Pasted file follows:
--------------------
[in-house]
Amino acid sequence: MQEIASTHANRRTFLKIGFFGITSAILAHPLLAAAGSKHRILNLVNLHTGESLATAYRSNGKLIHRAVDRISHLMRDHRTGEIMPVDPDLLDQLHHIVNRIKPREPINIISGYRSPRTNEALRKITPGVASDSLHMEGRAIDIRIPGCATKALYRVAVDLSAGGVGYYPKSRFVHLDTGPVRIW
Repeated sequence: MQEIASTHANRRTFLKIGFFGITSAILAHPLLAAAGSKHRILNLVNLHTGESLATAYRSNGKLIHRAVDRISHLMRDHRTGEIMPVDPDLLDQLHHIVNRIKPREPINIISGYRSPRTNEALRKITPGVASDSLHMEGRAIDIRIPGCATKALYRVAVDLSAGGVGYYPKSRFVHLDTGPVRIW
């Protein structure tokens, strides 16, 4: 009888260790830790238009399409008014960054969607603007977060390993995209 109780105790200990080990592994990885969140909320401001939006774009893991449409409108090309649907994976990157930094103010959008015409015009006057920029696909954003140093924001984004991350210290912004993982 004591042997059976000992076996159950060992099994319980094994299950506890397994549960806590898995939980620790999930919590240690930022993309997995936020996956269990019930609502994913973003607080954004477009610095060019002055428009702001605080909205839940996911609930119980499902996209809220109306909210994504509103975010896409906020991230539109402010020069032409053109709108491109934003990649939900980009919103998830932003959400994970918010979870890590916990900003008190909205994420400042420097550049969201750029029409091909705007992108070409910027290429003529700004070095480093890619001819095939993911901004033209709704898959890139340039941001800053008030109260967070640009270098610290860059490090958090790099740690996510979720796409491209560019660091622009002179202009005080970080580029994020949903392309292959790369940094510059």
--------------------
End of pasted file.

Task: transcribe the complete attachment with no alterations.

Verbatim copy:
[in-house]
Amino acid sequence: MQEIASTHANRRTFLKIGFFGITSAILAHPLLAAAGSKHRILNLVNLHTGESLATAYRSNGKLIHRAVDRISHLMRDHRTGEIMPVDPDLLDQLHHIVNRIKPREPINIISGYRSPRTNEALRKITPGVASDSLHMEGRAIDIRIPGCATKALYRVAVDLSAGGVGYYPKSRFVHLDTGPVRIW
Repeated sequence: MQEIASTHANRRTFLKIGFFGITSAILAHPLLAAAGSKHRILNLVNLHTGESLATAYRSNGKLIHRAVDRISHLMRDHRTGEIMPVDPDLLDQLHHIVNRIKPREPINIISGYRSPRTNEALRKITPGVASDSLHMEGRAIDIRIPGCATKALYRVAVDLSAGGVGYYPKSRFVHLDTGPVRIW
């Protein structure tokens, strides 16, 4: 009888260790830790238009399409008014960054969607603007977060390993995209 109780105790200990080990592994990885969140909320401001939006774009893991449409409108090309649907994976990157930094103010959008015409015009006057920029696909954003140093924001984004991350210290912004993982 004591042997059976000992076996159950060992099994319980094994299950506890397994549960806590898995939980620790999930919590240690930022993309997995936020996956269990019930609502994913973003607080954004477009610095060019002055428009702001605080909205839940996911609930119980499902996209809220109306909210994504509103975010896409906020991230539109402010020069032409053109709108491109934003990649939900980009919103998830932003959400994970918010979870890590916990900003008190909205994420400042420097550049969201750029029409091909705007992108070409910027290429003529700004070095480093890619001819095939993911901004033209709704898959890139340039941001800053008030109260967070640009270098610290860059490090958090790099740690996510979720796409491209560019660091622009002179202009005080970080580029994020949903392309292959790369940094510059």